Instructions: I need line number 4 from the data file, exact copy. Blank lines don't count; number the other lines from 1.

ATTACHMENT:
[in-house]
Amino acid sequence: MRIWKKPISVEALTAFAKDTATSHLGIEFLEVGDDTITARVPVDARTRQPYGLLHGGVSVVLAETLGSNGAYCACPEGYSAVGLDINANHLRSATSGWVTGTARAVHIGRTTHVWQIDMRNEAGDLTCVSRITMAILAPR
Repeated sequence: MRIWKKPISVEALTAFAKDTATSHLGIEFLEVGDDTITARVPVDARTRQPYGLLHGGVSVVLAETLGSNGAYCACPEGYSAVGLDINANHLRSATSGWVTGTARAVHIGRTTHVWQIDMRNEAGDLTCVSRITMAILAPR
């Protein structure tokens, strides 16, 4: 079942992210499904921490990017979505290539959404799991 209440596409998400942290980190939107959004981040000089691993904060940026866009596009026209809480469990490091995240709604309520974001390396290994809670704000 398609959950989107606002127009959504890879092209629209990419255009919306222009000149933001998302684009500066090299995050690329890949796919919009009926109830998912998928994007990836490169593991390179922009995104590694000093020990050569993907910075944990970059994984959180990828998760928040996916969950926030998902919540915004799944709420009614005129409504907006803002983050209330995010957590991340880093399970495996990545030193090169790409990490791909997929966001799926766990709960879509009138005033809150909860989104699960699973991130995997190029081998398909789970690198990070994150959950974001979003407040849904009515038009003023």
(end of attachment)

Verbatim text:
């Protein structure tokens, strides 16, 4: 079942992210499904921490990017979505290539959404799991 209440596409998400942290980190939107959004981040000089691993904060940026866009596009026209809480469990490091995240709604309520974001390396290994809670704000 398609959950989107606002127009959504890879092209629209990419255009919306222009000149933001998302684009500066090299995050690329890949796919919009009926109830998912998928994007990836490169593991390179922009995104590694000093020990050569993907910075944990970059994984959180990828998760928040996916969950926030998902919540915004799944709420009614005129409504907006803002983050209330995010957590991340880093399970495996990545030193090169790409990490791909997929966001799926766990709960879509009138005033809150909860989104699960699973991130995997190029081998398909789970690198990070994150959950974001979003407040849904009515038009003023």